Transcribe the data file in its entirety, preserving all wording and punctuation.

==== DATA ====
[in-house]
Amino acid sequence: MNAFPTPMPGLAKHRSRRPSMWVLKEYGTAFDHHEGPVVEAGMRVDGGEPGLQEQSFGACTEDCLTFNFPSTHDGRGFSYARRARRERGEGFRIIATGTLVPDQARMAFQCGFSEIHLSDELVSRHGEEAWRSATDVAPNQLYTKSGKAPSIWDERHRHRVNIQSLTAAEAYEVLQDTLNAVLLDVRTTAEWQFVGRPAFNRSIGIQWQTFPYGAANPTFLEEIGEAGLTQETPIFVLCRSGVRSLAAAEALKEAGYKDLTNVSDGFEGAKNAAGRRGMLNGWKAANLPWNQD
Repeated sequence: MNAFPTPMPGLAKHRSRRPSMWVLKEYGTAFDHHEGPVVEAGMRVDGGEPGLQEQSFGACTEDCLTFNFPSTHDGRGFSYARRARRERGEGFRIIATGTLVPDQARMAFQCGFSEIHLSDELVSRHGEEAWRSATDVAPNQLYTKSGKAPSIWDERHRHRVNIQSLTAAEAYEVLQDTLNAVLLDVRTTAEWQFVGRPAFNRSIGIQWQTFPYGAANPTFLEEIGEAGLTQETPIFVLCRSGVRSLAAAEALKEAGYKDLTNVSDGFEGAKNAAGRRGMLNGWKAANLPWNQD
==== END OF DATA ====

[in-house]
Amino acid sequence: MNAFPTPMPGLAKHRSRRPSMWVLKEYGTAFDHHEGPVVEAGMRVDGGEPGLQEQSFGACTEDCLTFNFPSTHDGRGFSYARRARRERGEGFRIIATGTLVPDQARMAFQCGFSEIHLSDELVSRHGEEAWRSATDVAPNQLYTKSGKAPSIWDERHRHRVNIQSLTAAEAYEVLQDTLNAVLLDVRTTAEWQFVGRPAFNRSIGIQWQTFPYGAANPTFLEEIGEAGLTQETPIFVLCRSGVRSLAAAEALKEAGYKDLTNVSDGFEGAKNAAGRRGMLNGWKAANLPWNQD
Repeated sequence: MNAFPTPMPGLAKHRSRRPSMWVLKEYGTAFDHHEGPVVEAGMRVDGGEPGLQEQSFGACTEDCLTFNFPSTHDGRGFSYARRARRERGEGFRIIATGTLVPDQARMAFQCGFSEIHLSDELVSRHGEEAWRSATDVAPNQLYTKSGKAPSIWDERHRHRVNIQSLTAAEAYEVLQDTLNAVLLDVRTTAEWQFVGRPAFNRSIGIQWQTFPYGAANPTFLEEIGEAGLTQETPIFVLCRSGVRSLAAAEALKEAGYKDLTNVSDGFEGAKNAAGRRGMLNGWKAANLPWNQD